Wednesday, February 14, 2007

Assessing 21st Century skills

This is a schizophrenic post, because I see both sides of this issue. One one hand,this article by Scott McCleod is a great resource for finding out about the current set of 21st century skill assessments. I like the authentic nature of some of the tasks that they require and agree that knowing how to use media is useful in the 21st century.

On the other hand, the described goal of 21st century learning as, "to prepare students who can be productive citizens in the new technology-suffused, globally-interconnected economy" always leaves me wanting. Let's not even get into the fact that so many kids are lacking the basic skills necessary to craft a boolean search. I always have a little part of me that wonders if creating little economically productive units should be the "end of education". Shouldn't the goal be a little more lofty? Shouldn't it read a little more like Neil Postman's "learning how to make a life, not make a living?"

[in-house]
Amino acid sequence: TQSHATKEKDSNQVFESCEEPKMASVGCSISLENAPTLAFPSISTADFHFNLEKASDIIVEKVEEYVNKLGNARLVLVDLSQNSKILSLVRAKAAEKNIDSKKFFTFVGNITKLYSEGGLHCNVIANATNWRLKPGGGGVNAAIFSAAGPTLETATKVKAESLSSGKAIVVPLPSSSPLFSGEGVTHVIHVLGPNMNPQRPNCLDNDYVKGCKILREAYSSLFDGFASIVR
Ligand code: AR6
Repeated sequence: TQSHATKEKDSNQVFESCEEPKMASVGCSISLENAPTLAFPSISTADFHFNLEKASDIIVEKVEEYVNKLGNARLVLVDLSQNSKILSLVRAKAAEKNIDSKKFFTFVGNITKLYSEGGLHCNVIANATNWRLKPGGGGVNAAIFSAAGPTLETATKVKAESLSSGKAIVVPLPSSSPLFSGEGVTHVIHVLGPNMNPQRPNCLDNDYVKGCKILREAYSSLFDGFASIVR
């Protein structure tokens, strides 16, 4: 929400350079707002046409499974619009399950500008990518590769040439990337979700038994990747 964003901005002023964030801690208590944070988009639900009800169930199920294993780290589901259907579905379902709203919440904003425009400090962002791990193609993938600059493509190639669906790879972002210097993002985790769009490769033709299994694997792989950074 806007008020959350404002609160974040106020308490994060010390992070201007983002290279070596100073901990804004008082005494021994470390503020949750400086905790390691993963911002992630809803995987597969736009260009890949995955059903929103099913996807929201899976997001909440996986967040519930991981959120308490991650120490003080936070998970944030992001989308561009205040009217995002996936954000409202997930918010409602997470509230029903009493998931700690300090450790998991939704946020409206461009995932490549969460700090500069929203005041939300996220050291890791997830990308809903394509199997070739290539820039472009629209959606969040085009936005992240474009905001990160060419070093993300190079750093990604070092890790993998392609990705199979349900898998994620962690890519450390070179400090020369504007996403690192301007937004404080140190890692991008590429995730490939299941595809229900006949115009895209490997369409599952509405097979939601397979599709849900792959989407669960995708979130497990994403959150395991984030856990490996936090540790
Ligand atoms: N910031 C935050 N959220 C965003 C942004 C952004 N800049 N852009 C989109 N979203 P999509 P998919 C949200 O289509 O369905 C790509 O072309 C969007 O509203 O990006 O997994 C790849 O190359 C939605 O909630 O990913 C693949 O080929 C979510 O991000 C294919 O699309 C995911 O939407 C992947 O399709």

What do you think?

Jim :-)


Scott McLeod said...

Jim, I'm with you all the way. But as we know, "learning how to make a life, not make a living" also entail figuring out how to pay the rent. Whether we like it or not, people don't go to school for the purity of learning. Most of them also want to get a good job that interests them and pays the bills. My intent in using the word "economy" is not to say that's the sole purpose of schooling but that it's an awfully important consideration.

Jim Forde said...

Fair enough, as I said, I was a bit torn there. Yes...paying bills is a good thing. (as well as helping to pay for the social security of others!)

I just wonder sometimes if we don't get too enamored with the current set of tech tools and societally identified skills and forget that a generally liberal education that prepares kids to think and be creative and love learning is the real remedy we need for an unpredictable future. One of the things I was reminded of in the book "The World is Flat" is that creating great original ideas is what America does best. It hasn't let us down.

I will admit that the two do not need to be mutually exclusive.

Thanks man...jim :-)